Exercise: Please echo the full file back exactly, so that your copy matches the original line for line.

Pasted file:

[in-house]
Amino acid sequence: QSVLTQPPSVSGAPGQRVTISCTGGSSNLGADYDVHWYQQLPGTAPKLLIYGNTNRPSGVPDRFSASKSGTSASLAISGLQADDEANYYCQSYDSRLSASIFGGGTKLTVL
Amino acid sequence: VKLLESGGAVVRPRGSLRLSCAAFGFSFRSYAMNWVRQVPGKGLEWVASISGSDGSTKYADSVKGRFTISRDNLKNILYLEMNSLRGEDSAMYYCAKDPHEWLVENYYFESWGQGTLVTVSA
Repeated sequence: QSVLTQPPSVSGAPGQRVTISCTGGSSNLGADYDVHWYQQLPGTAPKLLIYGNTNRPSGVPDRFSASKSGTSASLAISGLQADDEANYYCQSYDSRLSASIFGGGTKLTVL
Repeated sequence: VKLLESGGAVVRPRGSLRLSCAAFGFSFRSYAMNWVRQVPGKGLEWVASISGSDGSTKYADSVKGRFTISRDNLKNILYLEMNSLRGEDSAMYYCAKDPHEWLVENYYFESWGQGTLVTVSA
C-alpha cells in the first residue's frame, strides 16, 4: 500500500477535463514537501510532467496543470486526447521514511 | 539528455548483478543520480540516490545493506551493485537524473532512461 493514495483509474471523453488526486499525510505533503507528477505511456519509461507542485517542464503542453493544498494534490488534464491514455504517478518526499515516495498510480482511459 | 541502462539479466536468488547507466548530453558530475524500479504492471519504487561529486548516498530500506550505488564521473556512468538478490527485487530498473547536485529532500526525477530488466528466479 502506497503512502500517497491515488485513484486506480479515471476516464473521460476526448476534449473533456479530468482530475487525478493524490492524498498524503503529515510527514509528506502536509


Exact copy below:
[in-house]
Amino acid sequence: QSVLTQPPSVSGAPGQRVTISCTGGSSNLGADYDVHWYQQLPGTAPKLLIYGNTNRPSGVPDRFSASKSGTSASLAISGLQADDEANYYCQSYDSRLSASIFGGGTKLTVL
Amino acid sequence: VKLLESGGAVVRPRGSLRLSCAAFGFSFRSYAMNWVRQVPGKGLEWVASISGSDGSTKYADSVKGRFTISRDNLKNILYLEMNSLRGEDSAMYYCAKDPHEWLVENYYFESWGQGTLVTVSA
Repeated sequence: QSVLTQPPSVSGAPGQRVTISCTGGSSNLGADYDVHWYQQLPGTAPKLLIYGNTNRPSGVPDRFSASKSGTSASLAISGLQADDEANYYCQSYDSRLSASIFGGGTKLTVL
Repeated sequence: VKLLESGGAVVRPRGSLRLSCAAFGFSFRSYAMNWVRQVPGKGLEWVASISGSDGSTKYADSVKGRFTISRDNLKNILYLEMNSLRGEDSAMYYCAKDPHEWLVENYYFESWGQGTLVTVSA
C-alpha cells in the first residue's frame, strides 16, 4: 500500500477535463514537501510532467496543470486526447521514511 | 539528455548483478543520480540516490545493506551493485537524473532512461 493514495483509474471523453488526486499525510505533503507528477505511456519509461507542485517542464503542453493544498494534490488534464491514455504517478518526499515516495498510480482511459 | 541502462539479466536468488547507466548530453558530475524500479504492471519504487561529486548516498530500506550505488564521473556512468538478490527485487530498473547536485529532500526525477530488466528466479 502506497503512502500517497491515488485513484486506480479515471476516464473521460476526448476534449473533456479530468482530475487525478493524490492524498498524503503529515510527514509528506502536509